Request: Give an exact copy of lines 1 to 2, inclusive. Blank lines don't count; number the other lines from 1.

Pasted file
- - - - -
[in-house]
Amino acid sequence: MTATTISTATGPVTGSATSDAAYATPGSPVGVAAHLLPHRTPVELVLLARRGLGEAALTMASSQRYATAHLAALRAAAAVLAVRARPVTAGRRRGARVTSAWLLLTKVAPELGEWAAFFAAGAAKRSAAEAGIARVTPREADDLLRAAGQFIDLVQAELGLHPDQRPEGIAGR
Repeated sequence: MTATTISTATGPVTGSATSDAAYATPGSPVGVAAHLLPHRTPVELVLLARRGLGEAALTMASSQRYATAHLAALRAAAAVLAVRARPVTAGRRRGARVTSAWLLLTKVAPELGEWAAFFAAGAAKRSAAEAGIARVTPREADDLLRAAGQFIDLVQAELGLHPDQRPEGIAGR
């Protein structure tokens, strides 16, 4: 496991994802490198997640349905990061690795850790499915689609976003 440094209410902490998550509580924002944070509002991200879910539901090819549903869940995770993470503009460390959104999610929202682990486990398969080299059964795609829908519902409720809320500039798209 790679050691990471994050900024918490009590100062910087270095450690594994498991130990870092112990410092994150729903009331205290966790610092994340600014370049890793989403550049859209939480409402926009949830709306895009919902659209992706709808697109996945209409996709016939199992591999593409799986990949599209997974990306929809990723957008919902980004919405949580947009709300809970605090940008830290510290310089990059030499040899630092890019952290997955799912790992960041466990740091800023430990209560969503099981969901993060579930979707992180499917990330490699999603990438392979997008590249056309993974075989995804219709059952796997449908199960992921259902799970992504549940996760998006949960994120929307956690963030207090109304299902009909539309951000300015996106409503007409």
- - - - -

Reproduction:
[in-house]
Amino acid sequence: MTATTISTATGPVTGSATSDAAYATPGSPVGVAAHLLPHRTPVELVLLARRGLGEAALTMASSQRYATAHLAALRAAAAVLAVRARPVTAGRRRGARVTSAWLLLTKVAPELGEWAAFFAAGAAKRSAAEAGIARVTPREADDLLRAAGQFIDLVQAELGLHPDQRPEGIAGR